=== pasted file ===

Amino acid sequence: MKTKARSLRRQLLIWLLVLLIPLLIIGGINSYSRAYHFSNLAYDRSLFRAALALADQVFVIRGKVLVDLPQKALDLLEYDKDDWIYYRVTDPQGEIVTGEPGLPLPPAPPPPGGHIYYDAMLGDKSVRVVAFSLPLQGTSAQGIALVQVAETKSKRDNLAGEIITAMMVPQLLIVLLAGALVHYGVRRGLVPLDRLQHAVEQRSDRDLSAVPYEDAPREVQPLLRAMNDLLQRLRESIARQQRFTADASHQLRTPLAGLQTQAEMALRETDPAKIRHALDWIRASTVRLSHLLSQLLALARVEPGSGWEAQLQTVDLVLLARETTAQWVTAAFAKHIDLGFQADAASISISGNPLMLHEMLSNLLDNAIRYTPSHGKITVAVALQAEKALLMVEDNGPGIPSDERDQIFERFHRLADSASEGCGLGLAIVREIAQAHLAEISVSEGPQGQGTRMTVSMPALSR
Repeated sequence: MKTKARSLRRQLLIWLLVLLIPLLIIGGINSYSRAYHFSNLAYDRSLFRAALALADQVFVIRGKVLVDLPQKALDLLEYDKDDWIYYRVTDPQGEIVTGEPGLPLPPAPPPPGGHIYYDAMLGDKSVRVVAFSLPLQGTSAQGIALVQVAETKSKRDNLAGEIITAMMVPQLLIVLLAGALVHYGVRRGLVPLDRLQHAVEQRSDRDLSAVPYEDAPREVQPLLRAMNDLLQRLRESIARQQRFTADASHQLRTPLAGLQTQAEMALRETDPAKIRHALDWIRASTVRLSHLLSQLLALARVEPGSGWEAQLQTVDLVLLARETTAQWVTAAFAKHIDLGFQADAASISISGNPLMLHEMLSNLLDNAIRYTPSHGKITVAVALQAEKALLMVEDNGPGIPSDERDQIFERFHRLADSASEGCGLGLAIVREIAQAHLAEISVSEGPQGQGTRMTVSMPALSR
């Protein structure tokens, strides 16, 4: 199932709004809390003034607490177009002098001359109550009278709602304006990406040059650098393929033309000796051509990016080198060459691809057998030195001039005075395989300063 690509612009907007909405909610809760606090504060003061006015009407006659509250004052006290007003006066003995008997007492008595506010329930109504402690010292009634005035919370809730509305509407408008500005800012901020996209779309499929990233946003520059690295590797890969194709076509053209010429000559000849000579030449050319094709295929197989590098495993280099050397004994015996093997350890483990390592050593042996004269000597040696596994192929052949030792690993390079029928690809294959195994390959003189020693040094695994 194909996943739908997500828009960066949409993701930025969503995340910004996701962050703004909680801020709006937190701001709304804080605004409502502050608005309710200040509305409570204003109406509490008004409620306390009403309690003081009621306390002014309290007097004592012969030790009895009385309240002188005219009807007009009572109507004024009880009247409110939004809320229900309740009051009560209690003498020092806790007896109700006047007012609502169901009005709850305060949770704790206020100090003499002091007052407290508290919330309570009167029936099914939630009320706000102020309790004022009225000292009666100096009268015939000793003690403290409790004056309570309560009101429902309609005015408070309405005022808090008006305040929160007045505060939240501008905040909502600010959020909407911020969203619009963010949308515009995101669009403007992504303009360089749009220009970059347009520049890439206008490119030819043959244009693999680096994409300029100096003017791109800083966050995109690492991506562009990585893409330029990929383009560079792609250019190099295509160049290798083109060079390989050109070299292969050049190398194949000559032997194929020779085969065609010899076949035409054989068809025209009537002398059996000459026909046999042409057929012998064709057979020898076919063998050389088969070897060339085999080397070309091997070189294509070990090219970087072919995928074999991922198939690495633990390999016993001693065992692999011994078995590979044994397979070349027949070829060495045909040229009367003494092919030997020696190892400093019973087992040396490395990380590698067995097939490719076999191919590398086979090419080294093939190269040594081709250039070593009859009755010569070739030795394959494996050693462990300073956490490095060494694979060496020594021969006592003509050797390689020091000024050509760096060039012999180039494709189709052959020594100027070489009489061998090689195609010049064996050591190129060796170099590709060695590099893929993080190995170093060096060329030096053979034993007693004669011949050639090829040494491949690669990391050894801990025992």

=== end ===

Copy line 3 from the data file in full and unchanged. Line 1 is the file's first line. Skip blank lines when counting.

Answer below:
């Protein structure tokens, strides 16, 4: 199932709004809390003034607490177009002098001359109550009278709602304006990406040059650098393929033309000796051509990016080198060459691809057998030195001039005075395989300063 690509612009907007909405909610809760606090504060003061006015009407006659509250004052006290007003006066003995008997007492008595506010329930109504402690010292009634005035919370809730509305509407408008500005800012901020996209779309499929990233946003520059690295590797890969194709076509053209010429000559000849000579030449050319094709295929197989590098495993280099050397004994015996093997350890483990390592050593042996004269000597040696596994192929052949030792690993390079029928690809294959195994390959003189020693040094695994 194909996943739908997500828009960066949409993701930025969503995340910004996701962050703004909680801020709006937190701001709304804080605004409502502050608005309710200040509305409570204003109406509490008004409620306390009403309690003081009621306390002014309290007097004592012969030790009895009385309240002188005219009807007009009572109507004024009880009247409110939004809320229900309740009051009560209690003498020092806790007896109700006047007012609502169901009005709850305060949770704790206020100090003499002091007052407290508290919330309570009167029936099914939630009320706000102020309790004022009225000292009666100096009268015939000793003690403290409790004056309570309560009101429902309609005015408070309405005022808090008006305040929160007045505060939240501008905040909502600010959020909407911020969203619009963010949308515009995101669009403007992504303009360089749009220009970059347009520049890439206008490119030819043959244009693999680096994409300029100096003017791109800083966050995109690492991506562009990585893409330029990929383009560079792609250019190099295509160049290798083109060079390989050109070299292969050049190398194949000559032997194929020779085969065609010899076949035409054989068809025209009537002398059996000459026909046999042409057929012998064709057979020898076919063998050389088969070897060339085999080397070309091997070189294509070990090219970087072919995928074999991922198939690495633990390999016993001693065992692999011994078995590979044994397979070349027949070829060495045909040229009367003494092919030997020696190892400093019973087992040396490395990380590698067995097939490719076999191919590398086979090419080294093939190269040594081709250039070593009859009755010569070739030795394959494996050693462990300073956490490095060494694979060496020594021969006592003509050797390689020091000024050509760096060039012999180039494709189709052959020594100027070489009489061998090689195609010049064996050591190129060796170099590709060695590099893929993080190995170093060096060329030096053979034993007693004669011949050639090829040494491949690669990391050894801990025992």